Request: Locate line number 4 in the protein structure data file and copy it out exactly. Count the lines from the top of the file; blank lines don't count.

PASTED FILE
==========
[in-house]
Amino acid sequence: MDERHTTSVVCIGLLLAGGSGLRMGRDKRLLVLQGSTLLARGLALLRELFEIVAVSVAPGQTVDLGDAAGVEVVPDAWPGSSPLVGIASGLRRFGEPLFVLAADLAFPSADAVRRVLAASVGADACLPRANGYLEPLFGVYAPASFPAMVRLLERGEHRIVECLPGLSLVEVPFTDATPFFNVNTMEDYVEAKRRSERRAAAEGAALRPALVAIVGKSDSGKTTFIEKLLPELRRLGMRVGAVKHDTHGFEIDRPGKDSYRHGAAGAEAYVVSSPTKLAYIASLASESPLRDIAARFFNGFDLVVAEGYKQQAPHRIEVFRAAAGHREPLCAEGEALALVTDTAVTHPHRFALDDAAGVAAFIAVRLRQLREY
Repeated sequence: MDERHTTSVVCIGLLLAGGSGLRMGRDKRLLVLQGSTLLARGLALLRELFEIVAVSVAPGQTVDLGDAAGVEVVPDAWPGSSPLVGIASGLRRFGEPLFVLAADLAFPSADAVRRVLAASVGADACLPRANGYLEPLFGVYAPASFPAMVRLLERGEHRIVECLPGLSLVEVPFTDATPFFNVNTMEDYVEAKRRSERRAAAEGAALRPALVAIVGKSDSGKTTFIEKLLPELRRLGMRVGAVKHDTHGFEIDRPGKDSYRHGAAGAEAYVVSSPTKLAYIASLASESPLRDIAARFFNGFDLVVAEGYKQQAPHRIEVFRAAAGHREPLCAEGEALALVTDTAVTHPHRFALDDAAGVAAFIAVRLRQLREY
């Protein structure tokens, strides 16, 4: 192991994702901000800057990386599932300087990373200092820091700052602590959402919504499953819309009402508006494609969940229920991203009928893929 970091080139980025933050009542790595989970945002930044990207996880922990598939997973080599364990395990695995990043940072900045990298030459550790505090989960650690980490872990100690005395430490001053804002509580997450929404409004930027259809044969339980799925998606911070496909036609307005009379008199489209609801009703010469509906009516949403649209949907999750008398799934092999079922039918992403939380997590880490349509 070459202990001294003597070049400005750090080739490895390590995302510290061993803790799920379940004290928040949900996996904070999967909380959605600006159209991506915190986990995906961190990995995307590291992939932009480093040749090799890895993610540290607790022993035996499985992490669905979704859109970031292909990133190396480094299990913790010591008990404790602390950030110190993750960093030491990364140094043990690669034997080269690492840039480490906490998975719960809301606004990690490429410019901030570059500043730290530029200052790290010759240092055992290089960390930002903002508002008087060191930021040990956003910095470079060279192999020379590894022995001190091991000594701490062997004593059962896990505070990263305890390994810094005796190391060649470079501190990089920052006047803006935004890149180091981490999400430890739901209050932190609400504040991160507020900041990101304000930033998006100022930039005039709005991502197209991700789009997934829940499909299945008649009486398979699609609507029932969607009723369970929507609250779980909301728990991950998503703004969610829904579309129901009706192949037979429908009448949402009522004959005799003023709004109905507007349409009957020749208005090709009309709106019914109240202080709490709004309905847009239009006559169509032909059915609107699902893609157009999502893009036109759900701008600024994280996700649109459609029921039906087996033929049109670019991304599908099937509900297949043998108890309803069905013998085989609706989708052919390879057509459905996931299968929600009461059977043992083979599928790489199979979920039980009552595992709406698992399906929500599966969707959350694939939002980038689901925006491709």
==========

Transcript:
């Protein structure tokens, strides 16, 4: 192991994702901000800057990386599932300087990373200092820091700052602590959402919504499953819309009402508006494609969940229920991203009928893929 970091080139980025933050009542790595989970945002930044990207996880922990598939997973080599364990395990695995990043940072900045990298030459550790505090989960650690980490872990100690005395430490001053804002509580997450929404409004930027259809044969339980799925998606911070496909036609307005009379008199489209609801009703010469509906009516949403649209949907999750008398799934092999079922039918992403939380997590880490349509 070459202990001294003597070049400005750090080739490895390590995302510290061993803790799920379940004290928040949900996996904070999967909380959605600006159209991506915190986990995906961190990995995307590291992939932009480093040749090799890895993610540290607790022993035996499985992490669905979704859109970031292909990133190396480094299990913790010591008990404790602390950030110190993750960093030491990364140094043990690669034997080269690492840039480490906490998975719960809301606004990690490429410019901030570059500043730290530029200052790290010759240092055992290089960390930002903002508002008087060191930021040990956003910095470079060279192999020379590894022995001190091991000594701490062997004593059962896990505070990263305890390994810094005796190391060649470079501190990089920052006047803006935004890149180091981490999400430890739901209050932190609400504040991160507020900041990101304000930033998006100022930039005039709005991502197209991700789009997934829940499909299945008649009486398979699609609507029932969607009723369970929507609250779980909301728990991950998503703004969610829904579309129901009706192949037979429908009448949402009522004959005799003023709004109905507007349409009957020749208005090709009309709106019914109240202080709490709004309905847009239009006559169509032909059915609107699902893609157009999502893009036109759900701008600024994280996700649109459609029921039906087996033929049109670019991304599908099937509900297949043998108890309803069905013998085989609706989708052919390879057509459905996931299968929600009461059977043992083979599928790489199979979920039980009552595992709406698992399906929500599966969707959350694939939002980038689901925006491709």